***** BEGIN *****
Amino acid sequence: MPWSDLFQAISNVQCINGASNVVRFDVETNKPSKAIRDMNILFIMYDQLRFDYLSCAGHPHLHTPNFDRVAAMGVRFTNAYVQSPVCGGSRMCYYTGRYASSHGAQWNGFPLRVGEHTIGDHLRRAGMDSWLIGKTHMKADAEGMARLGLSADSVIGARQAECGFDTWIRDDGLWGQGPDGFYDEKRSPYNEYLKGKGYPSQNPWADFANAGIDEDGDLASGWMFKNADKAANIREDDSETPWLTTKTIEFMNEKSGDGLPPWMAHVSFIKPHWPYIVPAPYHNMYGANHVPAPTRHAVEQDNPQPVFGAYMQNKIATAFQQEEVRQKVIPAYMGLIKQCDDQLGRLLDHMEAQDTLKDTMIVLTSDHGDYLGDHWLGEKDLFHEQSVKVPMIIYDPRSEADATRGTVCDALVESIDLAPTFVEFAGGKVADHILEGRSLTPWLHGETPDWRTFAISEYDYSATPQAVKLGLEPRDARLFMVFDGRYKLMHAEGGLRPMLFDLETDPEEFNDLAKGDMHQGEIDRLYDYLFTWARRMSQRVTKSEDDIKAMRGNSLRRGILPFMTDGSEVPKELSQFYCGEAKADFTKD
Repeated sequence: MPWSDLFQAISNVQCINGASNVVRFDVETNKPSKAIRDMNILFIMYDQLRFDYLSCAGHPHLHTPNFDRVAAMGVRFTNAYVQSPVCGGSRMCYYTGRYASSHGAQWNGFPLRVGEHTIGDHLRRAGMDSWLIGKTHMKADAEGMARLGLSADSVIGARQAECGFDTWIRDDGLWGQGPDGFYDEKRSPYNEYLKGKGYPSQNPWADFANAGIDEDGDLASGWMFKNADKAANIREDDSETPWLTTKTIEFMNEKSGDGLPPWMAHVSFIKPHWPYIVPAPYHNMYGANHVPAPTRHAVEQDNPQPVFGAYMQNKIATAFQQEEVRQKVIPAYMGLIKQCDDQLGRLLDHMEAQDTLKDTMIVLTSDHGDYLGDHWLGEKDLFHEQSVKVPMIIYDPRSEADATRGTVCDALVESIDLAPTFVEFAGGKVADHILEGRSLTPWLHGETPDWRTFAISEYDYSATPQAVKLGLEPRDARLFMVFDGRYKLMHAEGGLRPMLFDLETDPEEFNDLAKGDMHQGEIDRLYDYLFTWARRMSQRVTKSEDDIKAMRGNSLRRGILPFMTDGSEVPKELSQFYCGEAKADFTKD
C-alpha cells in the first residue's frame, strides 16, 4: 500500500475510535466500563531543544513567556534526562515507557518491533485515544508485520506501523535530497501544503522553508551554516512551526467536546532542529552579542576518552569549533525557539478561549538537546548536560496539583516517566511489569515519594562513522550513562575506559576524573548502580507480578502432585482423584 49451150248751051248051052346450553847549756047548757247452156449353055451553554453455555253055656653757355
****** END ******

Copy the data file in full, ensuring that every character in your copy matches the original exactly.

Amino acid sequence: MPWSDLFQAISNVQCINGASNVVRFDVETNKPSKAIRDMNILFIMYDQLRFDYLSCAGHPHLHTPNFDRVAAMGVRFTNAYVQSPVCGGSRMCYYTGRYASSHGAQWNGFPLRVGEHTIGDHLRRAGMDSWLIGKTHMKADAEGMARLGLSADSVIGARQAECGFDTWIRDDGLWGQGPDGFYDEKRSPYNEYLKGKGYPSQNPWADFANAGIDEDGDLASGWMFKNADKAANIREDDSETPWLTTKTIEFMNEKSGDGLPPWMAHVSFIKPHWPYIVPAPYHNMYGANHVPAPTRHAVEQDNPQPVFGAYMQNKIATAFQQEEVRQKVIPAYMGLIKQCDDQLGRLLDHMEAQDTLKDTMIVLTSDHGDYLGDHWLGEKDLFHEQSVKVPMIIYDPRSEADATRGTVCDALVESIDLAPTFVEFAGGKVADHILEGRSLTPWLHGETPDWRTFAISEYDYSATPQAVKLGLEPRDARLFMVFDGRYKLMHAEGGLRPMLFDLETDPEEFNDLAKGDMHQGEIDRLYDYLFTWARRMSQRVTKSEDDIKAMRGNSLRRGILPFMTDGSEVPKELSQFYCGEAKADFTKD
Repeated sequence: MPWSDLFQAISNVQCINGASNVVRFDVETNKPSKAIRDMNILFIMYDQLRFDYLSCAGHPHLHTPNFDRVAAMGVRFTNAYVQSPVCGGSRMCYYTGRYASSHGAQWNGFPLRVGEHTIGDHLRRAGMDSWLIGKTHMKADAEGMARLGLSADSVIGARQAECGFDTWIRDDGLWGQGPDGFYDEKRSPYNEYLKGKGYPSQNPWADFANAGIDEDGDLASGWMFKNADKAANIREDDSETPWLTTKTIEFMNEKSGDGLPPWMAHVSFIKPHWPYIVPAPYHNMYGANHVPAPTRHAVEQDNPQPVFGAYMQNKIATAFQQEEVRQKVIPAYMGLIKQCDDQLGRLLDHMEAQDTLKDTMIVLTSDHGDYLGDHWLGEKDLFHEQSVKVPMIIYDPRSEADATRGTVCDALVESIDLAPTFVEFAGGKVADHILEGRSLTPWLHGETPDWRTFAISEYDYSATPQAVKLGLEPRDARLFMVFDGRYKLMHAEGGLRPMLFDLETDPEEFNDLAKGDMHQGEIDRLYDYLFTWARRMSQRVTKSEDDIKAMRGNSLRRGILPFMTDGSEVPKELSQFYCGEAKADFTKD
C-alpha cells in the first residue's frame, strides 16, 4: 500500500475510535466500563531543544513567556534526562515507557518491533485515544508485520506501523535530497501544503522553508551554516512551526467536546532542529552579542576518552569549533525557539478561549538537546548536560496539583516517566511489569515519594562513522550513562575506559576524573548502580507480578502432585482423584 49451150248751051248051052346450553847549756047548757247452156449353055451553554453455555253055656653757355